Editor’s Note: This piece, and several others on Amsterdam, complement the CNNGo TV series. This month’s show gets an Olympian’s tour of the city’s markets and park and visits an unusual photography exhibition. It then explores the world of Amsterdam street food and takes in the city’s best picture spots with an Instagram pro. More on Amsterdam plus the full show can be found here: www.cnn.com/cnngo
Amsterdam is pancake flat and crisscrossed with 4,000 kilometers of bike paths
Local cyclists are said to get frustrated with tourists who dawdle or stop in the center of cycle paths
Bike theft is a problem with an estimated 55,000 cycles going missing every year
Amsterdam should be a cyclist’s dream.
It’s pancake flat, it’s riddled with cycle tracks and almost everyone gets around on two wheels.
There are so many bikes it looks like – hard though this may be to imagine – the Tour de France for normal riders.
In reality, it’s a nightmare, or at least it is until you grasp the rules of the road – and then it’s a blast.
Within seven minutes of taking possession of my Dutch rental bike, a motor scooter nearly rams me into a canal.
By the time my first hour is up, I’ve been verbally abused for halting abruptly in a cycle lane, and been loudly tooted at by a tram after getting my tires stuck in its tracks.
I’m not the only one.
All around Amsterdam hapless bike-borne visitors can be seen wobbling into the paths of furious Dutch cyclists.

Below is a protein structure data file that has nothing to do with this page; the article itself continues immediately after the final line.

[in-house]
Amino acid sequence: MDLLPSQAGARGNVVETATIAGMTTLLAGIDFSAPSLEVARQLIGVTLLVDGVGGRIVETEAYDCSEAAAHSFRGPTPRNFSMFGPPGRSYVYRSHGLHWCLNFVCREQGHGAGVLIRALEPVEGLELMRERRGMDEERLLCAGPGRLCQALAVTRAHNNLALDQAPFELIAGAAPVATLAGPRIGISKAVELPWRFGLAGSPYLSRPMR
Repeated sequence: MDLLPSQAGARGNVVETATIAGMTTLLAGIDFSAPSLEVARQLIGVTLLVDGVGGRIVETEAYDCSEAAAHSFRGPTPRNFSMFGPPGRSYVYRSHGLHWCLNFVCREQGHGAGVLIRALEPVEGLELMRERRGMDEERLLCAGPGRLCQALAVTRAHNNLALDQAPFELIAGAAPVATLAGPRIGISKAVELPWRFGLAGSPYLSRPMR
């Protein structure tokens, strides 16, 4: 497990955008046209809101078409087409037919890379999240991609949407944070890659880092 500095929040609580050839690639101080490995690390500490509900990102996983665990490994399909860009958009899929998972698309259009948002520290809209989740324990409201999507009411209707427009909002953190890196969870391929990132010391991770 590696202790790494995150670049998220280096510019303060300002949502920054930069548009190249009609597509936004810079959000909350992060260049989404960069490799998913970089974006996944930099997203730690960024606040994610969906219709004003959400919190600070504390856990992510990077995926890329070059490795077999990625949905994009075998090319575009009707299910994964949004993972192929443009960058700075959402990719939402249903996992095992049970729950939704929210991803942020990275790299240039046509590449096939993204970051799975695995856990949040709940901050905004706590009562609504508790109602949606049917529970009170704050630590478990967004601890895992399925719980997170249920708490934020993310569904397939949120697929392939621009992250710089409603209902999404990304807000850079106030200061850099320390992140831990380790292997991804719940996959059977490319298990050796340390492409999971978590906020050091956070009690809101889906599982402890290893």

“Tourists think they’re in Disneyworld,” says Geert Gelissen, who runs FietsConsult, a side-street cycle hire and repair shop in the Dutch capital. “And Dutch people think they’re God on a bicycle.
“It’s a problem. As soon as summer starts, I sell more of these things than anything else,” he adds, brandishing an enormous brass bike bell the size of a clenched fist.
“Customers come into my shop and scream ‘arrrrgghh!’”
With more rental bike shops opening every year, the problem could get worse – unless, of course, tourists grasp the essentials of riding in Amsterdam.
It’s not hard though.
Here’s what I picked up.
Ride it like you stole it
Pedal slowly while gawping at tulips, or stop to check your map, and pretty soon all of Amsterdam will hate you.
“When we’re on bikes, Dutch people are always in a hurry, even when they’re not in a hurry,” says Guy Collot d’Esury, another Amsterdam bike mechanic.
“You don’t have to ride like us, but if you can’t, just stay out of our way and you’ll be fine.”
But make sure someone else doesn’t steal it
“If it isn’t locked to Earth, then expect it to go,” says Samantha Shaffer, an economics major from Washington, D.C., whose year-long studies in Amsterdam have literally and figuratively included a crash course in Dutch cycling.
An estimated 55,000 bikes go missing annually in the city, fueling rumors of gangs targeting them to smuggle to Eastern Europe.
“People are afraid to buy brand new bikes, so they get some old thing for 100 euros ($136),” says Gelissen. “But if you lock it to something secure the chances are better.”
Be careful where you lock it though.
Amsterdam authorities have begun removing bikes locked outside of extensive designated cycle parks on canals and at the central station.
It’s a long walk to the pound on the outskirts of town to get it back.